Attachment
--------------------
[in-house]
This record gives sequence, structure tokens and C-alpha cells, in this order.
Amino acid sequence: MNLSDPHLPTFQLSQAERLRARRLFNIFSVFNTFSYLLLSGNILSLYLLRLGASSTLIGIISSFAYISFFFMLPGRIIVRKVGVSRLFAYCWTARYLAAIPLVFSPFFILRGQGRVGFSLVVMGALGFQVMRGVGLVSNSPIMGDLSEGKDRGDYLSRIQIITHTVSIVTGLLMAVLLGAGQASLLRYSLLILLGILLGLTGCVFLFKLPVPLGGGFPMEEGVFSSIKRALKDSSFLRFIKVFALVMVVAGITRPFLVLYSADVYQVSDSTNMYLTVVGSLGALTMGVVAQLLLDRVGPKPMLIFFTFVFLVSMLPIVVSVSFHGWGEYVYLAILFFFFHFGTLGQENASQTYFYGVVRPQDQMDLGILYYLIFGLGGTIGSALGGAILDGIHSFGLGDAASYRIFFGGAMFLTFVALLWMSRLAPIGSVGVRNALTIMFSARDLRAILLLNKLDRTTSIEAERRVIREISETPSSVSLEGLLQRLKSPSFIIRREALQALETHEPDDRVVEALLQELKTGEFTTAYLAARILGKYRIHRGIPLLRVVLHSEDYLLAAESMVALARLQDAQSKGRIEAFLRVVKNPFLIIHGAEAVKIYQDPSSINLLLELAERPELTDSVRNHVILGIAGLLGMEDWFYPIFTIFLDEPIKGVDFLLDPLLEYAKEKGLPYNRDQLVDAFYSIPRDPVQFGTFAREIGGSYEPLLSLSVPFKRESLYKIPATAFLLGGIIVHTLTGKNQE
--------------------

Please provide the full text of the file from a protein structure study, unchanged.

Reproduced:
[in-house]
This record gives sequence, structure tokens and C-alpha cells, in this order.
Amino acid sequence: MNLSDPHLPTFQLSQAERLRARRLFNIFSVFNTFSYLLLSGNILSLYLLRLGASSTLIGIISSFAYISFFFMLPGRIIVRKVGVSRLFAYCWTARYLAAIPLVFSPFFILRGQGRVGFSLVVMGALGFQVMRGVGLVSNSPIMGDLSEGKDRGDYLSRIQIITHTVSIVTGLLMAVLLGAGQASLLRYSLLILLGILLGLTGCVFLFKLPVPLGGGFPMEEGVFSSIKRALKDSSFLRFIKVFALVMVVAGITRPFLVLYSADVYQVSDSTNMYLTVVGSLGALTMGVVAQLLLDRVGPKPMLIFFTFVFLVSMLPIVVSVSFHGWGEYVYLAILFFFFHFGTLGQENASQTYFYGVVRPQDQMDLGILYYLIFGLGGTIGSALGGAILDGIHSFGLGDAASYRIFFGGAMFLTFVALLWMSRLAPIGSVGVRNALTIMFSARDLRAILLLNKLDRTTSIEAERRVIREISETPSSVSLEGLLQRLKSPSFIIRREALQALETHEPDDRVVEALLQELKTGEFTTAYLAARILGKYRIHRGIPLLRVVLHSEDYLLAAESMVALARLQDAQSKGRIEAFLRVVKNPFLIIHGAEAVKIYQDPSSINLLLELAERPELTDSVRNHVILGIAGLLGMEDWFYPIFTIFLDEPIKGVDFLLDPLLEYAKEKGLPYNRDQLVDAFYSIPRDPVQFGTFAREIGGSYEPLLSLSVPFKRESLYKIPATAFLLGGIIVHTLTGKNQE